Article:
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Astronomers Discover Star-Studded Galaxy Tail

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posted on Jul, 15 2010 @ 05:41 AM
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NASA's Galaxy Evolution Explorer has discovered a galaxy tail studded with bright knots of new stars. The tail, which was created as the galaxy IC 3418 plunged into the neighboring Virgo cluster of galaxies, offers new insight into how stars form.


Hester and her team studied the tail of IC 3418, which formed in a very different way. IC 3418 is mingling not with one galaxy, but with the entire Virgo cluster of galaxies 54 million light-years away from Earth. This massive cluster, which contains about 1,500 galaxies and is permeated by hot gas, is pulling in IC 3418, causing it to plunge through the cluster's gas at a rate of 1,000 kilometers per second, or more than 2 million miles per hour. At this incredible speed, the little galaxy's gas is being shoved back into a choppy tail.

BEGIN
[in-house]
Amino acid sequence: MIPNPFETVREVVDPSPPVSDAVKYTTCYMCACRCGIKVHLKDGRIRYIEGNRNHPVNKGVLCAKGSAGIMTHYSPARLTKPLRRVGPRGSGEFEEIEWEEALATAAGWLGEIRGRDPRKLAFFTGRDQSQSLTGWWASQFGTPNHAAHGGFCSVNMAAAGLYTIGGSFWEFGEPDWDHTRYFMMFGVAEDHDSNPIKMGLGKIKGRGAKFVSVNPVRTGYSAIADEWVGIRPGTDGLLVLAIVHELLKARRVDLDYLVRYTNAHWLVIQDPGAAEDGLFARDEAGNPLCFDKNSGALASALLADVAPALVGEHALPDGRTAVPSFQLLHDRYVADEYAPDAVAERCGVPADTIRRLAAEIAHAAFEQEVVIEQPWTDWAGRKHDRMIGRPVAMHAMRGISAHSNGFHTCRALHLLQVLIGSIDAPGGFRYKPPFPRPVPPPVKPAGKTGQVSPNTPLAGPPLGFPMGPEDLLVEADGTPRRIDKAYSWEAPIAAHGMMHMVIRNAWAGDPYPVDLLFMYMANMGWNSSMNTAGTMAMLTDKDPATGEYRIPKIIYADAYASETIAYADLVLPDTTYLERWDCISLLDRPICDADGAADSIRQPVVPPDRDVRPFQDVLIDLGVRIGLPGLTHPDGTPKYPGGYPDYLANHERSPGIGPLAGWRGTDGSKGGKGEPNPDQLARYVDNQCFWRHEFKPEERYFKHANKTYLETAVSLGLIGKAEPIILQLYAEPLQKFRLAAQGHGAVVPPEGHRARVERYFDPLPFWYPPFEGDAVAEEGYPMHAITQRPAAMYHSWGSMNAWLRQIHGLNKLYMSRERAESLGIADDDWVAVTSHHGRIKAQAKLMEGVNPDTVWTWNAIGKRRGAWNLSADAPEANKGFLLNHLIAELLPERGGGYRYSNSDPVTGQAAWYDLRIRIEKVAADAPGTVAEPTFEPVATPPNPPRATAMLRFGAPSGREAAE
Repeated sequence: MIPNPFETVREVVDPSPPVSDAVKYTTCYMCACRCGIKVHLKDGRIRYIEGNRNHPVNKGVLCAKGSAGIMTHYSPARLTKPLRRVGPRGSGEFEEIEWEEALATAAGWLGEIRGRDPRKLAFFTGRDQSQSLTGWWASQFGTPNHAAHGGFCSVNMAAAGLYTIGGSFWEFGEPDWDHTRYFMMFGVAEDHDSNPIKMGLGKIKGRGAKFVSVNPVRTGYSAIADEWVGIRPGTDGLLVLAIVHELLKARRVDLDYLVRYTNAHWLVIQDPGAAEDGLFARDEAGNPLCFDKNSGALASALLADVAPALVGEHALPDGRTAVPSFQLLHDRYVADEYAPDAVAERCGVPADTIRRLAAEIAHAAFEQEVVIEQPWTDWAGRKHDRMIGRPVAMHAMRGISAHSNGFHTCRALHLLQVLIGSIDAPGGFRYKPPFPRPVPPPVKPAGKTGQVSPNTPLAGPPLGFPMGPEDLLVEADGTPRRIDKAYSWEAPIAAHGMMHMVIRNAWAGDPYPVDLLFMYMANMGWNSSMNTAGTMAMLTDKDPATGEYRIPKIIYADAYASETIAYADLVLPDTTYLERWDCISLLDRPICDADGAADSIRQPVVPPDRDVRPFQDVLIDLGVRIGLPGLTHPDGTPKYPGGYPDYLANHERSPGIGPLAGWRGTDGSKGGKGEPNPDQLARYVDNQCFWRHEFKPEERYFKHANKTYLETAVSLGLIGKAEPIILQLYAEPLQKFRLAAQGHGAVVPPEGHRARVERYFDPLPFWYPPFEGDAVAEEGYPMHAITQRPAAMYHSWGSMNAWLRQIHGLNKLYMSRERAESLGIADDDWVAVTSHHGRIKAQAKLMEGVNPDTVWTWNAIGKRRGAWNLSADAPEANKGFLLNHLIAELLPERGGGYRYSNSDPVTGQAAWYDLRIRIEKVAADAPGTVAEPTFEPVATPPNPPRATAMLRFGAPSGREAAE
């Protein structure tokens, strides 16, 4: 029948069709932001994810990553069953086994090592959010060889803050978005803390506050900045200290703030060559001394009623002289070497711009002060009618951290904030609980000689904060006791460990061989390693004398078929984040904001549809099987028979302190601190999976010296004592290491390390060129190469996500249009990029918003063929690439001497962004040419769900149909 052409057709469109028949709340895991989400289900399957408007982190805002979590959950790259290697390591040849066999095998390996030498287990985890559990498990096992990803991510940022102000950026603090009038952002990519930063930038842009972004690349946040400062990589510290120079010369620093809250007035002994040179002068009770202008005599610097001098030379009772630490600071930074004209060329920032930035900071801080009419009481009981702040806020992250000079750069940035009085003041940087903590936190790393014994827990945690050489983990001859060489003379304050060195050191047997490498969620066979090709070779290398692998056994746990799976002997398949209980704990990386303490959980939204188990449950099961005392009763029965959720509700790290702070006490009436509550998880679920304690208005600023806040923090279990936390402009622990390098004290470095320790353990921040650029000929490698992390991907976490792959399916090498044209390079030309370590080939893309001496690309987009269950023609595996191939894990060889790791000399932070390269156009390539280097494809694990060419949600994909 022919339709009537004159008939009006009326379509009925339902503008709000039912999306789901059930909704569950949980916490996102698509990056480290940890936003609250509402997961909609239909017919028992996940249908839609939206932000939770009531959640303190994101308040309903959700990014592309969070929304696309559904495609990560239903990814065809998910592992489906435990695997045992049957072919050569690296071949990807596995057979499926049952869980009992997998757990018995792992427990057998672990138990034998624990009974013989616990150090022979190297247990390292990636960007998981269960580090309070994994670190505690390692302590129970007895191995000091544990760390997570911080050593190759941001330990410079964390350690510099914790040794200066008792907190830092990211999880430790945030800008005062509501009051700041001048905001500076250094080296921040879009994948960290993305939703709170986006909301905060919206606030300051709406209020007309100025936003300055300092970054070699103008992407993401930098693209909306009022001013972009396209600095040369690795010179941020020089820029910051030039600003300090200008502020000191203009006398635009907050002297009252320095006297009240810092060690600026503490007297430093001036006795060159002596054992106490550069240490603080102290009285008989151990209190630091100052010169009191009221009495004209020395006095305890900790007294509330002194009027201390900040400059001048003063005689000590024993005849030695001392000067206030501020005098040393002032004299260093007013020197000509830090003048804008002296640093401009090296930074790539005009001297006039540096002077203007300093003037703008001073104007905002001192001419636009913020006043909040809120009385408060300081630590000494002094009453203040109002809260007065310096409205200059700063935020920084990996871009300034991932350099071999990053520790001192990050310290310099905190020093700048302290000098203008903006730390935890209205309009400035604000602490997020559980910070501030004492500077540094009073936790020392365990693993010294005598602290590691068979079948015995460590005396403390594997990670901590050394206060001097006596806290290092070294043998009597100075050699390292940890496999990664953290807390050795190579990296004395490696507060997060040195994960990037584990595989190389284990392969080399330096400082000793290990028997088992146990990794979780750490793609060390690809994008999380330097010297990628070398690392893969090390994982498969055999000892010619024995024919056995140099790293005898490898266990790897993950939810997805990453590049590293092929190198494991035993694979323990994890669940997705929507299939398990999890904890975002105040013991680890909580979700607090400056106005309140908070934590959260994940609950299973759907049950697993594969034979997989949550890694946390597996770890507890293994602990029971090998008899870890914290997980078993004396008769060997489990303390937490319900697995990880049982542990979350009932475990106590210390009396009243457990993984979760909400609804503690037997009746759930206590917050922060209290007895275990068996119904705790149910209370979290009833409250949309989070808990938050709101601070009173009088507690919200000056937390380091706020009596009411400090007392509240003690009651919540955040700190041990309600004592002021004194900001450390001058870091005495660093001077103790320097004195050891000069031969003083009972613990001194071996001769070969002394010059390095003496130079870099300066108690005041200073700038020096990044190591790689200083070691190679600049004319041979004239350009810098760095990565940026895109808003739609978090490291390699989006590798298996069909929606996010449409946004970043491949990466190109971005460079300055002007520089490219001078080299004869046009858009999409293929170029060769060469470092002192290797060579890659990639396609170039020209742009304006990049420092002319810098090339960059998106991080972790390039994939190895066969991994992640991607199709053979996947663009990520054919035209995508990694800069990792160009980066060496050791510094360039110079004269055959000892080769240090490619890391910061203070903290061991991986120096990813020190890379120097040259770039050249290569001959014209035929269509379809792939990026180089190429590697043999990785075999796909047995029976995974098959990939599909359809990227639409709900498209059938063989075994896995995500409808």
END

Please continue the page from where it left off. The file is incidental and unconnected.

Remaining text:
The astronomers were able to find this tail with the help of the Galaxy Evolution Explorer. Clusters of massive, young stars speckle the tail, and these stars glow with ultraviolet light that the space telescope can see. The young stars tell scientists that a crucial ingredient for star formation -- dense clouds of gas called molecular hydrogen -- formed in the wake of this galaxy's plunge.

This is the first time astronomers have found solid evidence that clouds of molecular hydrogen can form under the violent conditions present in a turbulent wake.


"IC 3418's tail of star-formation demonstrates that strong turbulence promotes cloud formation". "These tails are unique, exotic locations where we can probe the precise mechanisms behind star formation," said Hester. "Understanding star formation is pivotal to understanding the lifecycles of galaxies and the dramatic transformations that some galaxies undergo. We can also study how the process affects the development of planets like our own."


www.sciencedaily.com...




posted on Jul, 15 2010 @ 11:47 AM
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It's amazing that with normal view halve of what's out their seems missing.

Thanks for posting this



posted on Jul, 15 2010 @ 11:54 AM
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No problem

That's why I love the universe, always surprising us!



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